Campuses:

Use of Quantitative Methods to Support Keytruda Dose Selection

Friday, March 23, 2018 - 1:25pm - 2:25pm
Lind 305
Anna Kondic (Merck & Co, Inc.)
Anna Georgieva Kondic
PhD MBADistinguished Scientist, Economic and Data Sciences
Merck Pharmaceuticals

Recently, immunotherapy has yielded promising results in several cancer types. Contrary to the established classical chemotherapy-dosing paradigm, a maximum tolerated dose approach does not always produce better clinical outcomes for novel targeted therapies, as their efficacy is frequently robust at pharmacologically active doses below the maximum tolerated dose. Integrated safety and efficacy assessments are needed to inform clinical dose and trial design, and to support an early identification of potentially safe and efficacious combination treatments. In this talk, I will walk you through the history of how the dose for Merck’s immunomodulatory drug pembrolizumab (Keytruda) was selected; how the transition from weight-based to fixed dose was made and how mathematical modeling and data science is helping shape the field of drug development.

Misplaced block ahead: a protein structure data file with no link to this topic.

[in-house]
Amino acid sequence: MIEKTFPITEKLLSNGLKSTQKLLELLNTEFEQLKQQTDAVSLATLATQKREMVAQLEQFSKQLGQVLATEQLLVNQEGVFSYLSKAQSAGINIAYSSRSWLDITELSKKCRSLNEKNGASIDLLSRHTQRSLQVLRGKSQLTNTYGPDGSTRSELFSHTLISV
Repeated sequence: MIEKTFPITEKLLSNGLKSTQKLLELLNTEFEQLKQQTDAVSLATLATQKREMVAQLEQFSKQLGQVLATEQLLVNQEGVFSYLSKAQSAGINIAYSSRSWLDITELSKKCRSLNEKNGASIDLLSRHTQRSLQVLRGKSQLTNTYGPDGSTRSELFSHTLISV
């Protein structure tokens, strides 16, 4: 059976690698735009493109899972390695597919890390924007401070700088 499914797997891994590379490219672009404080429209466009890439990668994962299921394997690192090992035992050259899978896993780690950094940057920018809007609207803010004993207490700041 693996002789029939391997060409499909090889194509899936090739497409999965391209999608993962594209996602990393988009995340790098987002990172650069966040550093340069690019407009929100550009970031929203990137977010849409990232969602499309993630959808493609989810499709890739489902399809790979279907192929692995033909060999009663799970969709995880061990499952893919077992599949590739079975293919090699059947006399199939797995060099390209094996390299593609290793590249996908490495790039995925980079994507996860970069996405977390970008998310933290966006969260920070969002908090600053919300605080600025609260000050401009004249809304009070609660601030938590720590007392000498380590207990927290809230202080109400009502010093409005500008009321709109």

Anna Georgieva Kondic is a mathematician by training, receiving her PhD in Mathematical Physics from Duke University in 1998. Anna holds a degree in Business Administration from NYU, with a specialization in negotiations.

Anna is currently a distinguished scientist in the Data and Economic Sciences department at Merck and Co, where she is responsible for the implementation of economic models in the early space of R&D. Prior to her current position, Anna was part of Merck’s quantitative pharmacology department, where she was responsible (among other things) for the filing strategy and clinical pharmacology dossier for Merck’s immunomodulatory drug Keytruda, currently approved for multiple tumor types.
Before Merck, Anna spent 11 years at Novartis, where she supported arthritis, osteoporosis, Oncology, diabetes and cardio-vascular disease using both empirical and mechanistic models to aid quantitative decision making.